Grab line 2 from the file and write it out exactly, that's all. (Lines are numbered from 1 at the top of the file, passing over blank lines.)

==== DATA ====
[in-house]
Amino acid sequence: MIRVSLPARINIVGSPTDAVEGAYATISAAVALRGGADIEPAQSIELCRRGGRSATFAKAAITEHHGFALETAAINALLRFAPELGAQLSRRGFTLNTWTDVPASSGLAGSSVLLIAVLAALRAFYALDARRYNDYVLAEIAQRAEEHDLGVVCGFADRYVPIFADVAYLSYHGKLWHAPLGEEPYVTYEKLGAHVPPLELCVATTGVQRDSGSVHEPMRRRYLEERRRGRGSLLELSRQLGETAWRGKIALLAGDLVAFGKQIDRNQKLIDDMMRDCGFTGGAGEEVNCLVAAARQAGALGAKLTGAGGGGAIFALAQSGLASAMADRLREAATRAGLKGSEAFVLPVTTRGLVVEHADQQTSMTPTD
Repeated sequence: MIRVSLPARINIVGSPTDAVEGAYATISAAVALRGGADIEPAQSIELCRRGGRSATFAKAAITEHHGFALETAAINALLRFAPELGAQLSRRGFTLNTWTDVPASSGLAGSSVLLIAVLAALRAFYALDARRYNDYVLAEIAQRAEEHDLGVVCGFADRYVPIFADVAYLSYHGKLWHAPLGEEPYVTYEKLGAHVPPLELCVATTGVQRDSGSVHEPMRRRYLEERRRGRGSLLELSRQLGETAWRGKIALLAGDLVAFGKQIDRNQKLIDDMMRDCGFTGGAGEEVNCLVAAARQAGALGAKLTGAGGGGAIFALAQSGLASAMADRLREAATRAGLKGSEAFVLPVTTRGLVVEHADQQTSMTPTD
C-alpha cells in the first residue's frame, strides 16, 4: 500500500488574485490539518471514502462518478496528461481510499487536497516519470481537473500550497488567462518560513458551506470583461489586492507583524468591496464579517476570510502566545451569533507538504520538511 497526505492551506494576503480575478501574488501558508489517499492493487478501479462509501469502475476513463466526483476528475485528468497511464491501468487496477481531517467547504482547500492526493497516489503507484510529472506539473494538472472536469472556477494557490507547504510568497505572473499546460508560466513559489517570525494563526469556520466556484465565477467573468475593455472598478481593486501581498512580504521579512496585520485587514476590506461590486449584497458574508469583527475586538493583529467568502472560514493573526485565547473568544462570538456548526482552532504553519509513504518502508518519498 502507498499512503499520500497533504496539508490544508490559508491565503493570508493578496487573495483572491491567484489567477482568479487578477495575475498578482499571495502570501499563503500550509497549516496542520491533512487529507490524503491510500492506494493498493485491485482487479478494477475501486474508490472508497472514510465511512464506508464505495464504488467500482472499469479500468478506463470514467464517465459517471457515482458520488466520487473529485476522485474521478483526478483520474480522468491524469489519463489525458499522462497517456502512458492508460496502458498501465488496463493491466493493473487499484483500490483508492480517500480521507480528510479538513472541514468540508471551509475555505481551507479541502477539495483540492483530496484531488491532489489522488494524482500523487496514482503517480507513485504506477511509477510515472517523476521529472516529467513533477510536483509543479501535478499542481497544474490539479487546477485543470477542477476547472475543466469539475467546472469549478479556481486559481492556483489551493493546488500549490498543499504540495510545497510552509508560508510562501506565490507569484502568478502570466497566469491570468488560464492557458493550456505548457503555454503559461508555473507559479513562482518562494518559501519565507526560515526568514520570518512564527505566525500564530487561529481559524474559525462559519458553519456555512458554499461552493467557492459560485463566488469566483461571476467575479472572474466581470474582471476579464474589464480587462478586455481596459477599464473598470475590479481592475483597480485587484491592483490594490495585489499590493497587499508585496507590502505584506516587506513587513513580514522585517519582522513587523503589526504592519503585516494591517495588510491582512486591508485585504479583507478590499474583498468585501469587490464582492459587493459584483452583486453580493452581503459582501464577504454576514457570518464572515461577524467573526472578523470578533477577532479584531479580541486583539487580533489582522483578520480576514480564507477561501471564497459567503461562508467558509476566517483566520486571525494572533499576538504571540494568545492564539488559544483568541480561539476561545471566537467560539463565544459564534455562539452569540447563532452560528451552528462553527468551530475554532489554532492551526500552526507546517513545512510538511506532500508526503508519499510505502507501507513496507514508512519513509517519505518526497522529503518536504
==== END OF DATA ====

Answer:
Amino acid sequence: MIRVSLPARINIVGSPTDAVEGAYATISAAVALRGGADIEPAQSIELCRRGGRSATFAKAAITEHHGFALETAAINALLRFAPELGAQLSRRGFTLNTWTDVPASSGLAGSSVLLIAVLAALRAFYALDARRYNDYVLAEIAQRAEEHDLGVVCGFADRYVPIFADVAYLSYHGKLWHAPLGEEPYVTYEKLGAHVPPLELCVATTGVQRDSGSVHEPMRRRYLEERRRGRGSLLELSRQLGETAWRGKIALLAGDLVAFGKQIDRNQKLIDDMMRDCGFTGGAGEEVNCLVAAARQAGALGAKLTGAGGGGAIFALAQSGLASAMADRLREAATRAGLKGSEAFVLPVTTRGLVVEHADQQTSMTPTD